Global Analysis from the European Perspective. Preparing for the world of tomorrow

Smaller oil producers, first in line to be wiped out

Saudi Arabia and Russia decided on Tuesday 16th February to maintain their oil output at the January levels if others follow suit. Paradoxically it was not good news for the market. Investors wrongly expected from Doha talks some oil production cuts because there will not be any cutting without losers. With the output frozen at the oversupply levels or, to put it otherwise, with the continued oil war, the next potential victim is not the US shale oil industry but emerging markets affected by low oil prices and high cost wells.trololo

Since the announcement from Saudi Oil Minister Ali Al-Naimi and Russian Energy Minster Alexander Novak is not going to help the industry, it could only maintain the status quo, the oil price will not rebound. The reason is that the oil production of Saudi Arabia and Russia has not grown much in recent years and so these countries are not responsible for the oil price collapse. It is not Saudi Aramco that has flooded the world with oil, as you can hear from or read in the mainstream news, but the USA and its shale oil industry. Smaller, weaker and poorer producers will feel the effects of the war most severely.

Since 2008 Saudi oil output has grown only by 10%, while American by 83%. The Russian output has, too, grown only by 8%, but Russia had its own ‘oil boom’ in early 2000’s. Nowadays, these three nations produce almost 40% of the global oil supply. Any Venezuela’s and Qatar’s production freeze means means next to nothing for the oil market.

While the low prices are threatening Russian and especially Saudi national budgets, for the USA, still the greatest importer of oil in the world, they are mainly favourable, apart from some ‘shale states’ like Texas or North Dakota. No changes in production on top of the list means no changes, at least in the long term, in the oil price.

Let us assume now that:
1. Saudi Arabia will not manage to eliminate cost-consuming US shale oil production from the market or it will be requested by the US government not to;
2. US fracking boom will not destroy either Russian or Saudi financial stability, as the two countries can use debt or fiscal cuts or depreciation to achieve the balance;
3. and the ‘Big Three’, though competing, will still be producing the same amount of oil.

It is a possible scenario, or is it? What can consequently happen next?

Some countries like Iraq, Iran or Nigeria would like to increase their output even more and are trying to take a market share over from their competitors. That could lower the price slightly. But some countries might not be able to cope and could run into trouble or even fall apart in a political turmoil. Let’s see which countries it will be.

As we can see, the most influential producers are only waiting until manufacturers from China, Canada, Venezuela, Brazil, Nigeria, Mexico, Angola, Norway, Kazakhstan, Algeria, Azerbaijan or Libya start going bust. Then, the massive sell-off will begin and global oil companies will gather in the harvest.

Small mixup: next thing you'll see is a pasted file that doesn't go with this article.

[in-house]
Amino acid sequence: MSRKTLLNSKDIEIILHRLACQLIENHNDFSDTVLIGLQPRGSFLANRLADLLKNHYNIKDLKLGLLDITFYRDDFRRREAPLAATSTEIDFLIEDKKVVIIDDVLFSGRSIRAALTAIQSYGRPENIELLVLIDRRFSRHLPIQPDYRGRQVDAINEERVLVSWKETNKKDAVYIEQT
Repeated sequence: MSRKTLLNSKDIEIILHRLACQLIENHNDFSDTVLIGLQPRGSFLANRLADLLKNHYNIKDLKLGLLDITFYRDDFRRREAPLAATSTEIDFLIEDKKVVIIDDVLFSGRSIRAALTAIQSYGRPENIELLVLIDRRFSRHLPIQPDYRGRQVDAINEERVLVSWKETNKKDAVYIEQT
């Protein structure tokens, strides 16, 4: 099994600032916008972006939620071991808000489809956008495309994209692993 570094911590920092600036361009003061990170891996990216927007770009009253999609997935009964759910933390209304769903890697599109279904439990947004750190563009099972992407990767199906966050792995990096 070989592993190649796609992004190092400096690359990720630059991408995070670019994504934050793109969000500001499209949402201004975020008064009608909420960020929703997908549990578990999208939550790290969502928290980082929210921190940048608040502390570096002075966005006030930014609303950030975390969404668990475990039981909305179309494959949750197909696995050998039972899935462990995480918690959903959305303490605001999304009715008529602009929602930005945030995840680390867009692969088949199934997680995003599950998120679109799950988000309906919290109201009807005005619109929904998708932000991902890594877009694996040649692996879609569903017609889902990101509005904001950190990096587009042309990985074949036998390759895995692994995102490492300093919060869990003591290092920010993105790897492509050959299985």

The very first in line to go bankrupt are companies overburdened by their own debt, especially from the cost-consuming deepwater sector1. OPEC hopes that oil supply will decline in 2016 in non-OPEC countries, like Norway and United Kingdom, whose total cost to produce one barrel ranks among to the highest (accordingly $36,10 and $52,502). OPEC expects also the supply in the USA (slightly), Mexico and Colombia, as well as in Kazakhstan and Russia to decline3.

How can it affect other countries? Norway and Canada, as we wrote recently, are already facing a high probability of recession. The worst fiscal situation has, however, developed in Libya and Venezuela, the countries that are on the brink of falling apart. Countries like Yemen, Nigeria, Angola, Bahrain (the last mentioned had already a military intervention a few years ago) need the oil price for a barrel to be higher than $100 to have their budgets balanced.


Venezuela, Mexico, Ecuador or Colombia are highly exposed to fluctuations on the global oil market4. Venezuela’s Credit Defaul Swap is now valued at the same level as that of Greece just three months before its default5. Some other political turmoil cannot be excluded. There were already riots in Azerbaijan; Yemen and Iraq; Algeria, Bahrain and Oman are next in line.


We cannot also exclude some problems in Saudi Arabia, which we described in our first Gefira Anticipation Bulletin. Those who have most to lose, namely existential stability, are likely to fall easy prey to the ongoing oil war.


1. Deepwater Sector In Deep Trouble, Source: Rigzone 2016-02-16
2. Crude Oil’s Total Cost of Production Impacts Major Oil Producers, Source: Market Realist 2016-01-13
3. OPEC Monthly Oil Market Report, Source: OPEC 2016-02-10
4. Sharply Lower Oil Prices Would Be Highly Damaging, Source: BMIResearch 2014-10-15
5. “Venezuela’s CDS is now at the same Level as Greece’s Three months before its Defaul”, Source: Zerohedge 2016-02-16

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